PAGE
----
The Pennsylvania Turnpike Commission is moving ahead with plans to convert to an all-electronic toll collection system by 2018, an inevitable nod to technology that will improve the situation for motorists.
Once fully implemented, the 545-mile turnpike's 76 tollbooths will be a thing of the past. Vehicles would maintain normal highway speeds as they pass under overhead stanchions equipped with electronic readers, which is what happens now in some E-ZPass lanes.
The turnpike commission has not determined yet what method will be used to charge motorists who don't have an E-ZPass transponder. One option is electronically reading their license plate numbers for billing. In Florida, for instance, drivers who don't have a pass can either prepay into an account based on their vehicle license plate or they are billed after the fact, with a surcharge tacked on.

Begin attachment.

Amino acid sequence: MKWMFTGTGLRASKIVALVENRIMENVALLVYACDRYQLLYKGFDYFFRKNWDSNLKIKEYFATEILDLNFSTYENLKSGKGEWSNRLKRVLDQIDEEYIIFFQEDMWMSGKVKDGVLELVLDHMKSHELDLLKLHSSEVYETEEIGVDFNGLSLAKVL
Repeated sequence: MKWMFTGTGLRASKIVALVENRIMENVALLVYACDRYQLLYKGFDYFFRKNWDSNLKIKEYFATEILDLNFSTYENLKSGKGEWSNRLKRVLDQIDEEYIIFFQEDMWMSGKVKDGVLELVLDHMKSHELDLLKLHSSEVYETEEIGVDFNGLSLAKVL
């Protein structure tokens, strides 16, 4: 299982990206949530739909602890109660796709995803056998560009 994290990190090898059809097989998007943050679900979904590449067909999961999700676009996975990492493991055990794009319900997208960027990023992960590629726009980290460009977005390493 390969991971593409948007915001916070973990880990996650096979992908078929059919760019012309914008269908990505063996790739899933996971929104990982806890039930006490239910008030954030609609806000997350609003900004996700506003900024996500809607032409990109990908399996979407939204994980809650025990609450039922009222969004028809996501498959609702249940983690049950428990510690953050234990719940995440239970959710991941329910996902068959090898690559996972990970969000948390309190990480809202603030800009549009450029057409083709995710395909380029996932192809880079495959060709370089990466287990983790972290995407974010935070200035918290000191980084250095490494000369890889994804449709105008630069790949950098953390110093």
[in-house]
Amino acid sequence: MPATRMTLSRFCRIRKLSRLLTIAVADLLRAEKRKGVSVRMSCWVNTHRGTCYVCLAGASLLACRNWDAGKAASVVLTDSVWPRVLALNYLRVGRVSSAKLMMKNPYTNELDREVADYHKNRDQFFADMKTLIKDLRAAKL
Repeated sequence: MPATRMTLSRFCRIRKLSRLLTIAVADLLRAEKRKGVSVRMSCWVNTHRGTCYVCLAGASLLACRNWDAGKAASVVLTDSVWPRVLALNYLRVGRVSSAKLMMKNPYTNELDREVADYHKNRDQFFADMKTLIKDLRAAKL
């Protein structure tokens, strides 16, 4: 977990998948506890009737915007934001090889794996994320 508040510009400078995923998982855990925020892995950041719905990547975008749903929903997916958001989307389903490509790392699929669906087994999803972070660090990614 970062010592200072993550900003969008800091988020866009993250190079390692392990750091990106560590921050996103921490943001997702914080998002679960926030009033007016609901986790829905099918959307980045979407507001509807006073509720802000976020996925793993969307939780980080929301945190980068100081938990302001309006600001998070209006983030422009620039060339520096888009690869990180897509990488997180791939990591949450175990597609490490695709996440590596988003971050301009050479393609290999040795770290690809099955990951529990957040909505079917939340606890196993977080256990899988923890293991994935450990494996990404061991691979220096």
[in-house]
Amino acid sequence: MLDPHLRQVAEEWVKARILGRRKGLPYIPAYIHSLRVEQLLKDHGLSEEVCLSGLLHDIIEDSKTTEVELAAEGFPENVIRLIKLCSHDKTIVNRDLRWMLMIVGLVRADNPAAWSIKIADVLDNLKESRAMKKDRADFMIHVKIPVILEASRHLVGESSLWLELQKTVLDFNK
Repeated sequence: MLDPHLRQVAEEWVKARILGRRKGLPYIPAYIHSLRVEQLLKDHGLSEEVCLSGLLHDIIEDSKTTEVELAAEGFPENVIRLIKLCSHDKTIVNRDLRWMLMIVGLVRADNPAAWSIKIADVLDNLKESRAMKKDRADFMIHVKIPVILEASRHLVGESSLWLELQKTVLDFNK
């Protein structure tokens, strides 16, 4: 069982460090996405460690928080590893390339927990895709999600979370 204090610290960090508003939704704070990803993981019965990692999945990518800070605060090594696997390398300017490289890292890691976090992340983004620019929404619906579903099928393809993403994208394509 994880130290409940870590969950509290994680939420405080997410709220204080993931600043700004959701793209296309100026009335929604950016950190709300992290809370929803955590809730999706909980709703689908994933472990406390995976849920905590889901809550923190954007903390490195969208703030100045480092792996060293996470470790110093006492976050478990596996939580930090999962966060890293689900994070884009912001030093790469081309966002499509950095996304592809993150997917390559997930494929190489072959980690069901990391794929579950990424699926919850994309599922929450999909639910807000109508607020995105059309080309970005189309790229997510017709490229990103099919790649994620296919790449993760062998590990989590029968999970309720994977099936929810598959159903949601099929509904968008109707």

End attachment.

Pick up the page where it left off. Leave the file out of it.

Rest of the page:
Regardless of the process selected, E-ZPass customers will continue to pay a lower rate in tolls than drivers without the devices. Currently, it costs the turnpike just 20 cents to process an E-ZPass transaction versus $1 for cash. The transponders cost $10 and drivers must set up an account with at least $35 in it, with tolls automatically deducted as they are incurred, plus a $3 per year fee. E-ZPass users receive a 25 percent average discount over cash customers now.
With a fully automated system, drivers will save more than money. All-electronic tolling saves gasoline, reduces emissions, speeds the flow of traffic, prevents backups and cuts down on the likelihood of rear-end collisions while lined up at a tollbooth.
There's no argument against this kind of progress.